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Do you think the Your baby can read program really works?

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CharleesMom7

Asked by CharleesMom7 at 11:43 AM on Sep. 15, 2010 in Babies (0-12 months)

Level 11 (542 Credits)
Answers (16)
  • I don't know, it couldn't hurt though.
    AdrianaS

    Answer by AdrianaS at 11:44 AM on Sep. 15, 2010

  • they make it look so easy on tv but i dont really know, they say you have to work with you lo so much with it who has time for that these days.
    kriszaz

    Answer by kriszaz at 11:45 AM on Sep. 15, 2010

  • to an extent. its that see and say method. your baby isnt learning to read at all. theyre seeing the word and remembering what it means. they aren't learning letters, the sounds they make, basically theyre not learning phonics. i wasnt taught phonics when i was young and it has haunted me to this day. i have a really hard time spelling because I forget what letters make what sounds. sometimes I can't figure it out, and i feel really dumb.
    my friend wanted to get me that program and I poliently turned him down. I worry about them not learning their phonics.

    but i mean as far as do you think kids can really learn to do what th ekids in the commercial are doing? probably
    ElsaSalsaaa

    Answer by ElsaSalsaaa at 11:46 AM on Sep. 15, 2010

  • I don't know if it works but do not think it is necessary. Just reading to your baby gets them interested in learning.

    martat

    Answer by martat at 11:46 AM on Sep. 15, 2010

  • I just always get amazed when I see it on TV but I am always sceptical! Plus it's not cheap!
    CharleesMom7

    Comment by CharleesMom7 (original poster) at 11:48 AM on Sep. 15, 2010

  • Yes, but you really arn't teaching them to "read" you are teaching them Sight Words. They are not sounding out the letters or understanding the phonics, they are simply recognizing a pattern of letters that are associated with the action. Just like if you label items in your house - Door, Wall, Floor, chair, bed, sink.....your child will learn that the letters/word represent the item, but unless you actually spell it out and sound it out with them, they really arn't "reading"
    Maureen-MD

    Answer by Maureen-MD at 11:50 AM on Sep. 15, 2010

  • Even if it did it's not a good idea. It's best if kids are left to learn to read on their own. If you don't put your child in school and don't do anything to teach reading almost all children will learn to read on their own by age 12 (John Holt). At age 12 then you can help the few that haven't learned how to read. The problem is when we teach children to read we often do more harm than good. We create reading disorders by trying to teach them before they are developmentally ready. We create psychological disorders by labeling them as having reading problems. My youngest was a premie and has an IQ of 80. He has been evaluated many times and it's always 80. He has been treated by developmental doctors at a major children's hospital and I was told he would never read. He learned to read on his own when he was 12. He is now in college. You don't have to "teach" children to read.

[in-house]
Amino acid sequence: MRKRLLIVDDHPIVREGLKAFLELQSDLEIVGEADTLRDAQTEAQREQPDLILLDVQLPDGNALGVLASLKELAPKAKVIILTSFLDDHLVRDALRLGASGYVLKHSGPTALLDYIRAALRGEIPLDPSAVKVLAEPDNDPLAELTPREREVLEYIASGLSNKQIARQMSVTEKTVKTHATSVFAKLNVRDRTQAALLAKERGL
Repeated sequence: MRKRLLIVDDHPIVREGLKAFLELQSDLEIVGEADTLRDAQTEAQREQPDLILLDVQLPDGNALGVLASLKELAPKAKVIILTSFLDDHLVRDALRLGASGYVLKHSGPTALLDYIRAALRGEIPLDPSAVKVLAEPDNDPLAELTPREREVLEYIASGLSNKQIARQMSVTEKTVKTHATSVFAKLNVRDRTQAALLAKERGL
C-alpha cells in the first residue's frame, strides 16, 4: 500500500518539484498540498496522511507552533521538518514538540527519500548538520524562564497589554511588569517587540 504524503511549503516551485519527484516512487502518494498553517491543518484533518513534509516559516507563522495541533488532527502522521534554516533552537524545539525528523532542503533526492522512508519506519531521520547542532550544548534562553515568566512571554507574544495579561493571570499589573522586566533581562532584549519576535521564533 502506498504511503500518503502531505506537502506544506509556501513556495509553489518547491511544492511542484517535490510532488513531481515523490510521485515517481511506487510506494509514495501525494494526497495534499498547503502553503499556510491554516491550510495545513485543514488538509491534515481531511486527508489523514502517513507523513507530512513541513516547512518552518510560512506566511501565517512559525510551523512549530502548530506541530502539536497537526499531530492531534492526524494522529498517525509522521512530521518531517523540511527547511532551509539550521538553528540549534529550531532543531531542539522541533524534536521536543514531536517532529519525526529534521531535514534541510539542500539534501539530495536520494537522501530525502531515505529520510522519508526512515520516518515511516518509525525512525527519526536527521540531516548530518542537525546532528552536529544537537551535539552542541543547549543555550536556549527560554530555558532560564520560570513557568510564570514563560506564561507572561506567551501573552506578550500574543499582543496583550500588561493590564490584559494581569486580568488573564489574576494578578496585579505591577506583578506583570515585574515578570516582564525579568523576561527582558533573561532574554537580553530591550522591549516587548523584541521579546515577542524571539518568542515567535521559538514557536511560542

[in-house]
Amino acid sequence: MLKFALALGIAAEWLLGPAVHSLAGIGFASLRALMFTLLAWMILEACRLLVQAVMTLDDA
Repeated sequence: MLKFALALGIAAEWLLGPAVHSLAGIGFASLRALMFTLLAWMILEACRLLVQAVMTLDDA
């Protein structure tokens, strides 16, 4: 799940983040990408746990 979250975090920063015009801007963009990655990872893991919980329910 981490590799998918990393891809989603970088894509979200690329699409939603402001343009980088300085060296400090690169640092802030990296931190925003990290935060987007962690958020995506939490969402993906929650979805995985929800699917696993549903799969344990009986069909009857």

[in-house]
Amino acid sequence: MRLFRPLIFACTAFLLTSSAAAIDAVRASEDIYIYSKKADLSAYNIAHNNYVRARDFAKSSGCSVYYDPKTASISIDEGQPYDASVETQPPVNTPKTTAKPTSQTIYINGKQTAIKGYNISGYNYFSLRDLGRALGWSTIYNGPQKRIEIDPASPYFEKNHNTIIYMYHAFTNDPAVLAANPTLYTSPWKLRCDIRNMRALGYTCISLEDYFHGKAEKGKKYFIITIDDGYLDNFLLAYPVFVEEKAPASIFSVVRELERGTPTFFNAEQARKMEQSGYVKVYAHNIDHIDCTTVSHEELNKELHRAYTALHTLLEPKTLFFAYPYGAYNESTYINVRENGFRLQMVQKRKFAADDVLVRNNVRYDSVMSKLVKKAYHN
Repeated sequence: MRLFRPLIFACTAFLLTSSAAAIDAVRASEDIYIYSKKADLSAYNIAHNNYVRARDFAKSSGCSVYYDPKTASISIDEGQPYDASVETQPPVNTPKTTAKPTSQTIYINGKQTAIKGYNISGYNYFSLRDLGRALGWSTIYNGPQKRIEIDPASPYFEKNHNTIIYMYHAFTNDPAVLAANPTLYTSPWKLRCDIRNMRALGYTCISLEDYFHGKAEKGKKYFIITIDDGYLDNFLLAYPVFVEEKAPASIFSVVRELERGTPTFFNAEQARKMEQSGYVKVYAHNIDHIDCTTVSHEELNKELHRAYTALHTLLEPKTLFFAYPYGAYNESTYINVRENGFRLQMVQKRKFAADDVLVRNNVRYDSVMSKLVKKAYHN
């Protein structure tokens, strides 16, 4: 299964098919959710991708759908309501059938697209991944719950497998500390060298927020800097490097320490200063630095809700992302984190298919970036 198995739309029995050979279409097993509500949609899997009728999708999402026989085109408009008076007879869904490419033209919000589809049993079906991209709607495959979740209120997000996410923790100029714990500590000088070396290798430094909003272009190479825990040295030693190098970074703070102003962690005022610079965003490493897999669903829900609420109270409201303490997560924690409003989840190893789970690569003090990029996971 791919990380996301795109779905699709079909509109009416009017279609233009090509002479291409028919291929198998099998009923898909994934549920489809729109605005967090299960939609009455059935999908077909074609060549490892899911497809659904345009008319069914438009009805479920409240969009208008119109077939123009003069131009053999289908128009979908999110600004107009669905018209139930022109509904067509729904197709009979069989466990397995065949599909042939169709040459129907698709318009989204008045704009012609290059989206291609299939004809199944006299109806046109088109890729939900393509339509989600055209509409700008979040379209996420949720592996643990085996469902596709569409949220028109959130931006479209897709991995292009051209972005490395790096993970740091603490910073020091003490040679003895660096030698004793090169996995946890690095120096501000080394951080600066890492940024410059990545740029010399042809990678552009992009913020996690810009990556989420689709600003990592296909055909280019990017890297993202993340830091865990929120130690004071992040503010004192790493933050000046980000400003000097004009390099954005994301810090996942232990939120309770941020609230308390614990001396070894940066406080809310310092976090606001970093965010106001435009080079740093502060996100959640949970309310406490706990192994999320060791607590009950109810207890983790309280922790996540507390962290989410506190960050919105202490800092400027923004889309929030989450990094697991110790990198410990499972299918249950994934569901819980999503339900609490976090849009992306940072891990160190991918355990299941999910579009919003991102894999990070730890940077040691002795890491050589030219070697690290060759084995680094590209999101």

Gailll

    Answer by Gailll at 11:52 AM on Sep. 15, 2010

  • My son is using the program right now. It does help them recognize words- and he's REALLY into it. (He is 4 though- not a baby)
    If you use the program the way it's intended, and work with your child/ren in addition to it, it does help a lot.
    We got the VTech "alphabet town" for him to play with when he was young and by the time he was 2 he knew all the letters and their basic sounds- the only thing we've had a hard time with is double consonants...
    All in all, the program provides a launching pad, and it doesn't hurt. One can't expect a couple of DVDs to teach the kids everything- but When I need 20 minutes to finish the dishes or take a break, I'd rather put this on than cartoons!!!
    DH was astounded yesterday when my son READ "The gorilla family." caption on a picture in our photo album.
    mommymonkey

    Answer by mommymonkey at 11:54 AM on Sep. 15, 2010

  • We have the DVDs and we really like them, but we aren't using them to teach reading. We use them for entertainment and to help our son recognize words he hears and identify them by pictures (for example, he sees a dog on tv and says "dog") I have no use for teaching my toddler to read - he needs to learn to talk and understand verbal communication first. I know he will read earlier than most just from us reading to him. But the DVDs are still fun and educational, and he enjoys them. I think in order to acutally teach reading from this program, you have to put a lot more into it than we are willing to do. The instructions say to show it twice per day. We watch it maybe once every other day, and we don't use the books or flashcards. For $15 I think the DVDs are well worth the investment!
    getrealmama

    Answer by getrealmama at 12:00 PM on Sep. 15, 2010

  • I say no. It is proven to be better for you to read to your child, talk to them and interact with them than let them watch something intended to teach them. It may or may not help them. Your child can do the same thing by your doing all the things I mentioned, plus, they will learn to actually read as opposed to memorize a sight word.
    BradenIsMySon

    Answer by BradenIsMySon at 12:16 PM on Sep. 15, 2010

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